So let this be said for the words-on-paper book: It may be sooo yesterday, but it's also sooo tomorrow. I have sat in a Greek monastery, reading -- or trying to read -- a codex written on vellum 18 centuries ago. But I wonder if anyone a decade from today will be able to read the words I'm writing now, words that will end up on paper only if someone bothers to warm up the printer.

My children will, however -- should they ever want to -- have a trove of my printed magazine pieces and books. These relics of the golden age of publishing may not survive for centuries, but they should still be readable by my grandchildren.

After all, every electronic medium relies for storage on plain old magnetism. And magnetism has a host of enemies, just like the elastic in old tube socks.

My hope for the antique technology of the traditional book is simple: that amid all the gee-wizardry of wireless, paperless, boundless libraries, the printed, nonelectronic object that has transported humanity's wisdom, wit, wickedness, and wistfulness from one generation to the next still will find a place in the hearts and hands of students.

It may be too nostalgic to wish that kids will read Kidnapped under the covers by flashlight, as I did. But what I do pray for to the spirit of Johannes Gutenberg is that the rustle of pages, the smell of paper, the elegance of type, and the anticipatory joy of reading "Chapter One" will not be lost to the Wii Generation.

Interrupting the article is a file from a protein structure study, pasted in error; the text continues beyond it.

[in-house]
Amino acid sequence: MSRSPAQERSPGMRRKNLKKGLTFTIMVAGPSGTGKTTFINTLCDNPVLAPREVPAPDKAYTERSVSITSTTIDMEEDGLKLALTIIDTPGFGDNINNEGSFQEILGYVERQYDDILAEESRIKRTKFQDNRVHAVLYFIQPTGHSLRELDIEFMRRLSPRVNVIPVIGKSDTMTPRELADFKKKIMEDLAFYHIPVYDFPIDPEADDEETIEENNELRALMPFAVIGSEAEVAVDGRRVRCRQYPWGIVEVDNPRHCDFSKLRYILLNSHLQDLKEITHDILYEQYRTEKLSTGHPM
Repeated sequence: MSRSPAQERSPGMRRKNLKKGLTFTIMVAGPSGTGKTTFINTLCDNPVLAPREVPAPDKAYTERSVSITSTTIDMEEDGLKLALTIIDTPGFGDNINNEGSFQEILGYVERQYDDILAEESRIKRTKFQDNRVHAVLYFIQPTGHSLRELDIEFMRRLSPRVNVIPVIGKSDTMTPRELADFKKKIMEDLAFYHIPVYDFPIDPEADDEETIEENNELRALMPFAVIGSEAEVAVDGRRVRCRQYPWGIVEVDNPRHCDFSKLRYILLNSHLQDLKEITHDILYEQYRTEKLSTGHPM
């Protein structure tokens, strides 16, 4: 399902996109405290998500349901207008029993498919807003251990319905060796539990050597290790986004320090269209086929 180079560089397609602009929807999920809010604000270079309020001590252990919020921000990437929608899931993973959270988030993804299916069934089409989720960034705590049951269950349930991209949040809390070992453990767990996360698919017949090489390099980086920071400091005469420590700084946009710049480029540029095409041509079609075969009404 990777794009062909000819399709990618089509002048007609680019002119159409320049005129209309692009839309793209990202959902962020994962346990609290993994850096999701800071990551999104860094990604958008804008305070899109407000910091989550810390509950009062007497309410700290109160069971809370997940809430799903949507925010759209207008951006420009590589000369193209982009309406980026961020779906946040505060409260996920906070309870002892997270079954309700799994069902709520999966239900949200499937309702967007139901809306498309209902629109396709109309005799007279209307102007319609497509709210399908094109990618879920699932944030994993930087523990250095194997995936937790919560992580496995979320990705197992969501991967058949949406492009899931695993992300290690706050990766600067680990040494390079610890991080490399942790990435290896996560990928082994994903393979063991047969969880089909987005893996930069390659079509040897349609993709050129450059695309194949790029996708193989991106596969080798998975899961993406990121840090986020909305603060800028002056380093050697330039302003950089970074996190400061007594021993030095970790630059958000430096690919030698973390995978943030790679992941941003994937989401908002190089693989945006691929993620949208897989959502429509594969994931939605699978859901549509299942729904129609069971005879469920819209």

Do you see Kindles in your classroom in the future? Please share your thoughts.

Comments (74)Sign in or register to postSubscribe to comments via RSS

Jillian Goff's picture
Anonymous (not verified)

Some textbooks are available online. This is good for those that have internet access but for those that don't, its not beneficial. I love the Kindle... don't get me wrong; however, there is something about reading an actual book that makes me smile. I love books. I love reading. I love electronics and technology. I feel the option of e-books should be there but it should be just that, an option. I see the other side though. We must keep students interested and intrigued. To some, books may be old-fashioned with all of the technology children have today. I guess, in the end, it doesn't really matter how you read the information, its just that you do.

Jillian Goff